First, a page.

“It was harder to pay attention when you’re not in a classroom environment, and your distractions are more easily accessible,” he said.

“I am taking online classes because in-person classes can be held at inconvenient times,” Atef said, adding, “Also, it is sometimes the only option because the professors that are holding in-person classes have bad reviews.”

“Online classes give you the option to work at your own pace, which is nice! I like not having to worry about attending class on time or getting to campus.”

“I took COMS 301 Media Analysis and I took a nursing class over the summer,” Coonen said. “All I can say is, don’t take math classes online. It was the most stressful thing I’ve ever experienced.”

Coonen said that she does not think that online classes should be a requirement because “some people don’t learn that way.”

“I think you have less access to asking direct questions to students and the professor. If you’re waiting for a response, it isn’t immediate,” Coonen said. “When you’re there (in-person), you can ask questions and get that immediate response.”

“I’m not taking any online classes currently, but I took two communications courses two semesters ago. All my classes are in-person this semester,” Murphy said.

He prefers asynchronous classes overall, but the convenience of having an online Zoom class is “always better” than going in-person.

“I’m always seeking them if it’s ever an option,” Murphy said. “I don’t have to drive or leave my house, and it’s totally convenient.”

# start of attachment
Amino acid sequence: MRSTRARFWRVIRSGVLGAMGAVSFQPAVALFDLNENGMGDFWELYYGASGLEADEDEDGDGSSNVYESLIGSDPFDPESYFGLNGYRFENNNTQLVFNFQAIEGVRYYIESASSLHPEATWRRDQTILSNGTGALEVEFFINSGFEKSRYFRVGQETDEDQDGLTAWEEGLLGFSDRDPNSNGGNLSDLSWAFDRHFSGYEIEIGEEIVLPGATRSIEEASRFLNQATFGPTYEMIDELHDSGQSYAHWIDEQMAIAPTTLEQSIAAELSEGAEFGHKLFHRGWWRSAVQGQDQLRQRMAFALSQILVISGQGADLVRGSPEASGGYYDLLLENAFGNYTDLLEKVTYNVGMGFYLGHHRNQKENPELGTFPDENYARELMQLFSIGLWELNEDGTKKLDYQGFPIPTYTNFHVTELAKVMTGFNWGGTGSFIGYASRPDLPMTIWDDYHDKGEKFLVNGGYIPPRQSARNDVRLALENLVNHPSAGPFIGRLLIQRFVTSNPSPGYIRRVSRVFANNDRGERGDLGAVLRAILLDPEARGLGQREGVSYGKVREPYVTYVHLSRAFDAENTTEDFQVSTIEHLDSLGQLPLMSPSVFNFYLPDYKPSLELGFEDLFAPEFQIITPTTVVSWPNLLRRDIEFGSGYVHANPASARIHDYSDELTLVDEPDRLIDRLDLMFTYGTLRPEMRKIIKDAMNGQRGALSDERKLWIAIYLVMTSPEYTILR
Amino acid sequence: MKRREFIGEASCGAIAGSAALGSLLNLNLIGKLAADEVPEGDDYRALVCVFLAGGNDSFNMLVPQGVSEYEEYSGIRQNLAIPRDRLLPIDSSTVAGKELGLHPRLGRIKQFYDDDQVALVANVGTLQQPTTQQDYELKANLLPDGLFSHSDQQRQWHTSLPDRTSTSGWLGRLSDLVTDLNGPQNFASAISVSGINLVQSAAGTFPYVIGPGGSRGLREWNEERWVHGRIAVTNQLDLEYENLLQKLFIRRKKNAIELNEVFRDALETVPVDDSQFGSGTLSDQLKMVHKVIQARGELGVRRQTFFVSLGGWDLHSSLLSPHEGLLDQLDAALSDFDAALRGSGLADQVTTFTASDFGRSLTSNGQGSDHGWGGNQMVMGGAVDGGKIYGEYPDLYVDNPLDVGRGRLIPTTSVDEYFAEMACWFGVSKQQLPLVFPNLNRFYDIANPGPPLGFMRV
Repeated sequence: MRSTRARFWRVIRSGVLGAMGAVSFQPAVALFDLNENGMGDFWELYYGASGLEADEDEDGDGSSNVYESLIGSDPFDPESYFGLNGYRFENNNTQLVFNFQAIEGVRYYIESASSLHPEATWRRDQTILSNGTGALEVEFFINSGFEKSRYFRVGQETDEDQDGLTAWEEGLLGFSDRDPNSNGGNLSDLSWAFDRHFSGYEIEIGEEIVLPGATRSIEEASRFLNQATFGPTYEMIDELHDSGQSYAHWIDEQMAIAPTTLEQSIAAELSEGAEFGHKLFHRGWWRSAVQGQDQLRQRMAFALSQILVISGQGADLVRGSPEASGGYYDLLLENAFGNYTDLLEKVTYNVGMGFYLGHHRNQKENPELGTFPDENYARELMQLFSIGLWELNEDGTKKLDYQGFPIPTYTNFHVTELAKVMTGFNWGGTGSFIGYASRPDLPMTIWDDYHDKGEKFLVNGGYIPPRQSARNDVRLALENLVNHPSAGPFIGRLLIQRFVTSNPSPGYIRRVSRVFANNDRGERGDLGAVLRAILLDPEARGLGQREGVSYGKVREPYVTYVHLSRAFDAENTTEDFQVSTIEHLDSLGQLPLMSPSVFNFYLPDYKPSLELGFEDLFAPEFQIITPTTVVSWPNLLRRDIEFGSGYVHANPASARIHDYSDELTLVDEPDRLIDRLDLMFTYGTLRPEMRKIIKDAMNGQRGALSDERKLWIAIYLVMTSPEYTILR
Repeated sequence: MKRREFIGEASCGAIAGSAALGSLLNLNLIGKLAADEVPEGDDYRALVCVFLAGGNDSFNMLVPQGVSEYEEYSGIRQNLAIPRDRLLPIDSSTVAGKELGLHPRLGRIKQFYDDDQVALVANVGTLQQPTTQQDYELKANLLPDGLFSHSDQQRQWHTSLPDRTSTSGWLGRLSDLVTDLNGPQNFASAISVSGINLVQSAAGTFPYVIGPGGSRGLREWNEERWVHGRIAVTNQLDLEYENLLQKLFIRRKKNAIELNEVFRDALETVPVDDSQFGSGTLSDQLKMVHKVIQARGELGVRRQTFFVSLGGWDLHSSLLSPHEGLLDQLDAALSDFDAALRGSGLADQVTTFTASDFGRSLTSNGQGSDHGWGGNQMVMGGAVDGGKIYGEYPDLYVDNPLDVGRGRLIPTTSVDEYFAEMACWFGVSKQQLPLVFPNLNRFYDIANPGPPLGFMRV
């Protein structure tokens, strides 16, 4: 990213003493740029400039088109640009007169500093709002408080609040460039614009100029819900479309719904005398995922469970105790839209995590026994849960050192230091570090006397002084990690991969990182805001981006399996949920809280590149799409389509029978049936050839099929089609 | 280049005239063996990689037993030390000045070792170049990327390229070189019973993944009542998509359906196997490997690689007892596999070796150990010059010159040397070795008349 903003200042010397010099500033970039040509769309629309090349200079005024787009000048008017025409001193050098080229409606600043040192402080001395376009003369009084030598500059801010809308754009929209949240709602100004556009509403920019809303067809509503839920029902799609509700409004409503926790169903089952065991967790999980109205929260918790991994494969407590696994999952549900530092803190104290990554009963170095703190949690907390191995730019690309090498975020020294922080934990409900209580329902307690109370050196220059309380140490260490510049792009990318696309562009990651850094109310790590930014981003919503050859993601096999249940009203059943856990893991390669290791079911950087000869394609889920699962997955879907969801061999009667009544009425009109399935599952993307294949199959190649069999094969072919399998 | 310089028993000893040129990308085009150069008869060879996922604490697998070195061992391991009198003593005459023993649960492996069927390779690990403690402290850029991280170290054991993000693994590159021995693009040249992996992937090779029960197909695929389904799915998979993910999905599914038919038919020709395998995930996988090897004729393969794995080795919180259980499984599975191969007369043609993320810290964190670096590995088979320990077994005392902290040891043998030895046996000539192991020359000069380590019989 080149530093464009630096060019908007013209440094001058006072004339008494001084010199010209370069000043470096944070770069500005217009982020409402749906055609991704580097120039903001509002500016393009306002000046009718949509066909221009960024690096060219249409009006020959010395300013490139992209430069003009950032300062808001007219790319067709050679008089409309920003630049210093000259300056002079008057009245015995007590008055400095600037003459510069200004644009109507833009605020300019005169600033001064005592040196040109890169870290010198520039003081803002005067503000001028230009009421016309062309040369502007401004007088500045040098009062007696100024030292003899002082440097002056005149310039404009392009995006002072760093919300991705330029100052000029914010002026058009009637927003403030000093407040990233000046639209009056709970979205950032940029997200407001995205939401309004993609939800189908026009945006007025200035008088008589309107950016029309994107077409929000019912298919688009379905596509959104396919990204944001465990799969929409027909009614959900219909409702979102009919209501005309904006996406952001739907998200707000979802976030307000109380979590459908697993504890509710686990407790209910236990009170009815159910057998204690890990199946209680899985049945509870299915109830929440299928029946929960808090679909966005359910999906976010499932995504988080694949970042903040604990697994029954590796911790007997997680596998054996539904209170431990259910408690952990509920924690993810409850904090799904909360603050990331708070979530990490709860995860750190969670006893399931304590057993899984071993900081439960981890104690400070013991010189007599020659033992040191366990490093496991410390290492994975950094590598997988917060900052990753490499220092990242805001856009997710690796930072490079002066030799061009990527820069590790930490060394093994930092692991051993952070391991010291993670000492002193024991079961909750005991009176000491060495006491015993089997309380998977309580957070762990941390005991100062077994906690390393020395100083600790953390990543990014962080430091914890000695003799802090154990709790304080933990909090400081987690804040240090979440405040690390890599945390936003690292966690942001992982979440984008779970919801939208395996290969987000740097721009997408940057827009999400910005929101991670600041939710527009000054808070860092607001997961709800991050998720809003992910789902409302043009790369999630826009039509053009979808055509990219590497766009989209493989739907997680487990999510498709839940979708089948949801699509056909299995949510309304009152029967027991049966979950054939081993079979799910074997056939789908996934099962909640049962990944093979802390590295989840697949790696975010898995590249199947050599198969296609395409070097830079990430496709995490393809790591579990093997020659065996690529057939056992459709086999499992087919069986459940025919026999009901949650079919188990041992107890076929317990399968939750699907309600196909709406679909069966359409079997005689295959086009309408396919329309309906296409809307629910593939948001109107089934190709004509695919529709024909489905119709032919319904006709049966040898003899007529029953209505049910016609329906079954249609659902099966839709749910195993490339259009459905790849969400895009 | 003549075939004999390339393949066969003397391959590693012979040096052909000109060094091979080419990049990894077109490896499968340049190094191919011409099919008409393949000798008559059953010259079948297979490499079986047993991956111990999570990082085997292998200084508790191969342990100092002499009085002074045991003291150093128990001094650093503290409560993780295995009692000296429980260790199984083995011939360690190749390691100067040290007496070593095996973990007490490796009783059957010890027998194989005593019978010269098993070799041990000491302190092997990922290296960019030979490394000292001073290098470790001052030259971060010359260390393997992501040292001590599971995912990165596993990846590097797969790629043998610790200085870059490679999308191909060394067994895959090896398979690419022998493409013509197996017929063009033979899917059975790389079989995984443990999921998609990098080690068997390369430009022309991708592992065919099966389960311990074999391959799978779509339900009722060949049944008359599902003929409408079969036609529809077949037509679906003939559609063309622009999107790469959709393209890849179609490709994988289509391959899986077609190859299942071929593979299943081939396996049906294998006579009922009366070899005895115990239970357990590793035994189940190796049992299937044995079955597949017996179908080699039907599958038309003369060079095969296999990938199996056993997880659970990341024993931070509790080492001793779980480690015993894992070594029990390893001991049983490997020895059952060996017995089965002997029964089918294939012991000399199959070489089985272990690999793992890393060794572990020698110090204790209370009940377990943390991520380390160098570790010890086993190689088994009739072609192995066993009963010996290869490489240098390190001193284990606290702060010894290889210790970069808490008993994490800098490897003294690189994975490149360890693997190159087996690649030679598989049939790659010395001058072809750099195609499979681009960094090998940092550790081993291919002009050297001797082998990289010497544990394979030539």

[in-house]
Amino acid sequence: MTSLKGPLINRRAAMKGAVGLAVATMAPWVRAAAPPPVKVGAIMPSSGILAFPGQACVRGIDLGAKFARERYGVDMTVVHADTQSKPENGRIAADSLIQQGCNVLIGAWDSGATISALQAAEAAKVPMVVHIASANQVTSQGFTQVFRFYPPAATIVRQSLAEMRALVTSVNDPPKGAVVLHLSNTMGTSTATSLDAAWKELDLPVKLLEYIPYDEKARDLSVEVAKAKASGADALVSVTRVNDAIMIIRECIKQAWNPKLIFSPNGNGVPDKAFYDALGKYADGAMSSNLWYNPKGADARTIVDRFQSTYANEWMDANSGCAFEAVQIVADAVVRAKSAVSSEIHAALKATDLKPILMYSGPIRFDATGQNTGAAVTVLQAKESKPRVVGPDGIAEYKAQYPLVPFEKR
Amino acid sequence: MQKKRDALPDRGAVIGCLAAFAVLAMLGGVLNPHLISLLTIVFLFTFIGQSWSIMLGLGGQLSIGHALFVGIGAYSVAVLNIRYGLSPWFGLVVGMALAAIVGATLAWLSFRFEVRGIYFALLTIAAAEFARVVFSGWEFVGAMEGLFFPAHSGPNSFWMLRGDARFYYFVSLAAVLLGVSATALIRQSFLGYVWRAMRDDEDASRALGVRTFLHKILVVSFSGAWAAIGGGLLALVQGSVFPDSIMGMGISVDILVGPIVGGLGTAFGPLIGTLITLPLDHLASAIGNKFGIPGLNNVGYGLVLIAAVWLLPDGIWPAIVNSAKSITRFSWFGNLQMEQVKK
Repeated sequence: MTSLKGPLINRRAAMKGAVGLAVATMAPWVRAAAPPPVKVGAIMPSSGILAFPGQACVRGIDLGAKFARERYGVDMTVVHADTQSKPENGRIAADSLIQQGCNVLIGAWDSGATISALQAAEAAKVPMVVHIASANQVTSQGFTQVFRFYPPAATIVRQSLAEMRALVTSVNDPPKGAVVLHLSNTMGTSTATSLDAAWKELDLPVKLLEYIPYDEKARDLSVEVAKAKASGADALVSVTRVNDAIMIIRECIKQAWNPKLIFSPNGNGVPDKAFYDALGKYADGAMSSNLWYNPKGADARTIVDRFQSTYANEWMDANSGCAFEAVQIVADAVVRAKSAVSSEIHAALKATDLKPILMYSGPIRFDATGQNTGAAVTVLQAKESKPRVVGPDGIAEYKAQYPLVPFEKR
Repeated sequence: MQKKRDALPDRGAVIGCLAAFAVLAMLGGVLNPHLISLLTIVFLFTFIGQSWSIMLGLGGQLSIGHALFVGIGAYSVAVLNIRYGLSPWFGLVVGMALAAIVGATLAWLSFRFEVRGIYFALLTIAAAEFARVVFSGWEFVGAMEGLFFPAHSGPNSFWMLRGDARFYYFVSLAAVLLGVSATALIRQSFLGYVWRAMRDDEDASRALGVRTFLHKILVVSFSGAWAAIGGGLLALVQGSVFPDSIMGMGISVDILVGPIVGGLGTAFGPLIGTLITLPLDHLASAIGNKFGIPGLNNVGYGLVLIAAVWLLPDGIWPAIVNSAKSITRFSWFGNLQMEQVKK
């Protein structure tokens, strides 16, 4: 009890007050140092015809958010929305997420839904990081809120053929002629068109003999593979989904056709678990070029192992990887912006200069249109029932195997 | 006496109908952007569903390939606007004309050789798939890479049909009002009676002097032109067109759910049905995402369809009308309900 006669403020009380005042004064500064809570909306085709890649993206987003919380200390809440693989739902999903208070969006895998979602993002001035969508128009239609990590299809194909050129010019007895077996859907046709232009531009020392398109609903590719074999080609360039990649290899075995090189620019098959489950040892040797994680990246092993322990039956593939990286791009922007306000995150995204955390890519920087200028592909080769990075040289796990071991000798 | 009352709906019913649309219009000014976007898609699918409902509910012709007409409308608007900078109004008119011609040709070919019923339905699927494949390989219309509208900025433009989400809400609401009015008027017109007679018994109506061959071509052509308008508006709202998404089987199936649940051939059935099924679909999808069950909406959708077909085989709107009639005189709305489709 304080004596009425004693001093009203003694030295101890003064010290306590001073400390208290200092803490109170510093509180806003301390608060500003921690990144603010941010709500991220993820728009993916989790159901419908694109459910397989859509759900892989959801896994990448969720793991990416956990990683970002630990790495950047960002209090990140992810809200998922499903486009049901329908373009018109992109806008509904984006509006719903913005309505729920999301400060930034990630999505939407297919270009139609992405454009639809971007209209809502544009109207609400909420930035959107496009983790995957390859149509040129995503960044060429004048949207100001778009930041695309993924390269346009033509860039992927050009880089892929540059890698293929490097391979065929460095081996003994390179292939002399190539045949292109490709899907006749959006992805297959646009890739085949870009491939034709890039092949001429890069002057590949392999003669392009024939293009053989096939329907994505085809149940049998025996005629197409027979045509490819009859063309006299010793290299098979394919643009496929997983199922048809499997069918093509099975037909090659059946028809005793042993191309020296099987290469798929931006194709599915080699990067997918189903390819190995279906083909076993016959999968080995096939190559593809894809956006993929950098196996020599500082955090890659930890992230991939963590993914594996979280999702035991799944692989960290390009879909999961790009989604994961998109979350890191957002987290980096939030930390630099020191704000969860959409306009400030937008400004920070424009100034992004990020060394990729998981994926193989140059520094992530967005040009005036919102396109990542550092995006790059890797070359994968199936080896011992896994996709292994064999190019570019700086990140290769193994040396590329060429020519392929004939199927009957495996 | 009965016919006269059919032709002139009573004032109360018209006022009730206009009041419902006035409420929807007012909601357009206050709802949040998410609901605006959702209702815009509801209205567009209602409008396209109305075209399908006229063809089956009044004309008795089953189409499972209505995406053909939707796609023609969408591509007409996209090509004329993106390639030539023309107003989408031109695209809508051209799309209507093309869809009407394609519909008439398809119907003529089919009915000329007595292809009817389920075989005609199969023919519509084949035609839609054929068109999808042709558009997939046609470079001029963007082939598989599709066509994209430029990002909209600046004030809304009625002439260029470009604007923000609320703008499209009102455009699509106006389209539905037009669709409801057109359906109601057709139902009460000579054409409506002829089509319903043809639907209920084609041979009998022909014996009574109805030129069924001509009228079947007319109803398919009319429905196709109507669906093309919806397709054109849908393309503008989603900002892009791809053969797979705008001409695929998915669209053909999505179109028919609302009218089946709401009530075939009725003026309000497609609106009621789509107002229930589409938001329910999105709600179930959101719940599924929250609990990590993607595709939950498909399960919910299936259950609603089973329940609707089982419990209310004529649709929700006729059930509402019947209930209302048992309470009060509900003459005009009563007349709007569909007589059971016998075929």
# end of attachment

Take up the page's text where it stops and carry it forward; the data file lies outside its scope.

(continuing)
“I don’t like my online classes because they’re mandatory,” Brew said. “It’s not easy to focus.”

Brew is currently taking an online natural resource management in cultural practices and environmental policy class. Her lectures are three days a week on Zoom, while discussions are once a week in-person. She doesn’t like this format for learning, which she likened to the lack of productivity and engagement experienced in online classes in 2020 due to COVID-19.

Despite mandatory Zoom calls, Brew said, around half of the students still don’t attend lectures and few students participate. The disengaged class often leads to discussion sections that are “dead silent,” which reduces the value of the graduate student-led discussions.

Ultimately, Brew’s experience with her online class this semester is not favorable, and she hopes for her future classes to be entirely in-person.

“I would not take one again unless it was super mandatory or that was my only option,” she said.

“I don’t really like asynchronous or online classes. Yes, it’s convenient for me, but it’s not convenient for my learning,” Chase said. “It’s not conducive to any learning.”

Chase is currently taking a statistics class asynchronously with recorded lectures from Zoom and optional lab sections with a graduate student instructor. He feels these lab sections are helpful, but ultimately wished that his statistics lectures could also be in-person.

Chase doesn’t seek out online classes because he feels the opportunity to ask his professor questions is lost. He said although online lectures have benefits, including being able to rewind, edit and speed up lectures, he ultimately feels that interaction with classmates during lectures is more valuable for his learning.

“Sometimes a few things might slip that I can’t hear the teacher saying that I can’t get back, but I’m willing to sacrifice like a sentence or two for just a general overall interaction,” Chase said.